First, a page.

Gulistan welcomed the CPT IK team to the KRG Parliament and listened as we shared the Deraluk families’ sorrow and request for assistance. She promised to take their case to her committee and to an independent Kurdish human rights committee to help the families find their missing loved ones. She also expressed eagerness to work with CPT on future human rights cases and encouraged CPT to bring these Deraluk families to Erbil to meet with other Members of Parliament. She recommended that CPT and the families have a press conference to help the people of Iraqi Kurdistan and the world hear the traumatic impact of Turkey’s cross border bombing of civilians. Continue reading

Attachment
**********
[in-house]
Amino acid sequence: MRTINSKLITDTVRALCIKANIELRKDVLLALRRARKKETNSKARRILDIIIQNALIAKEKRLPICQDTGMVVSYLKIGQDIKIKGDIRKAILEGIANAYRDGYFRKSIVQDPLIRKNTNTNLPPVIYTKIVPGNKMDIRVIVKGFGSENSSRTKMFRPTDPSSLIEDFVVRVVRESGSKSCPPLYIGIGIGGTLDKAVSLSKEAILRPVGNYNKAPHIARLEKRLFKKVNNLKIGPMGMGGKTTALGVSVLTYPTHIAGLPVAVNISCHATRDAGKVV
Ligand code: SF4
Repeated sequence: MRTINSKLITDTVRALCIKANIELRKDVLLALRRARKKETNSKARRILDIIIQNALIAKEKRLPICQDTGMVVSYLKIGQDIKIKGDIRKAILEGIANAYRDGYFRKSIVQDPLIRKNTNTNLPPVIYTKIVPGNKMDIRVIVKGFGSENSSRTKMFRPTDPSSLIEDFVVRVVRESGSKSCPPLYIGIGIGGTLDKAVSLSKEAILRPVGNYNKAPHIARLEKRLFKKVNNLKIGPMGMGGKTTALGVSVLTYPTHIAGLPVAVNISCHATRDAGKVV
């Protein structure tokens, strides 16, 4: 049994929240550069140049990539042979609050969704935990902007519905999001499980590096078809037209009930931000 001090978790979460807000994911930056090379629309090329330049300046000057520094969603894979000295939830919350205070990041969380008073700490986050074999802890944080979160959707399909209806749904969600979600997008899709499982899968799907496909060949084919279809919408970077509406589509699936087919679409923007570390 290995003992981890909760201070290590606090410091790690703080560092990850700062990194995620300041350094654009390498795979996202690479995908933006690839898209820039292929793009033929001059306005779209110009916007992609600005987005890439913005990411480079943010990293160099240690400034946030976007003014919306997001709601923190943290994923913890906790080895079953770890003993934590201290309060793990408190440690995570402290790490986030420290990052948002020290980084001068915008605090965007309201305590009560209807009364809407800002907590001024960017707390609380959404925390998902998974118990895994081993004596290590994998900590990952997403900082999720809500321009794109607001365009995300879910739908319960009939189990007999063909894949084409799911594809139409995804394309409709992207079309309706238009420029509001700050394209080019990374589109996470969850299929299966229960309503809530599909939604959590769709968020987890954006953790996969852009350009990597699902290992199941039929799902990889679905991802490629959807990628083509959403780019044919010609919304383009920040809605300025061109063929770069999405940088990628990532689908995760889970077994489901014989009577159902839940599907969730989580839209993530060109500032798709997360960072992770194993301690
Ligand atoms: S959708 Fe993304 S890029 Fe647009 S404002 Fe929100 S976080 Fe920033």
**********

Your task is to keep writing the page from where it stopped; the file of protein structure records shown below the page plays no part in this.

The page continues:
By Rev. Joanna Lawrence Shenk
*This is part of a series of pieces from contributors all over North America each answering the question, “How would you define radical discipleship?” We will be posting responses regularly on Mondays during 2019.
A version of this article was first preached at First Mennonite Church of San Francisco on March 31, 2019
During Lent this year I experienced a stripping away, a reorientation in a vulnerable and uncomfortable way. I recognized my need for God and guidance by the Spirit anew. It has led to questions such as:
Where is the Spirit at work?
Am I attentive enough to follow the Spirit’s leading?
Am I courageous enough to follow?
Do I actually need God or do I think I’m okay with my analysis and intention to do good in the world?
In this time prayer has become a central practice. Continue reading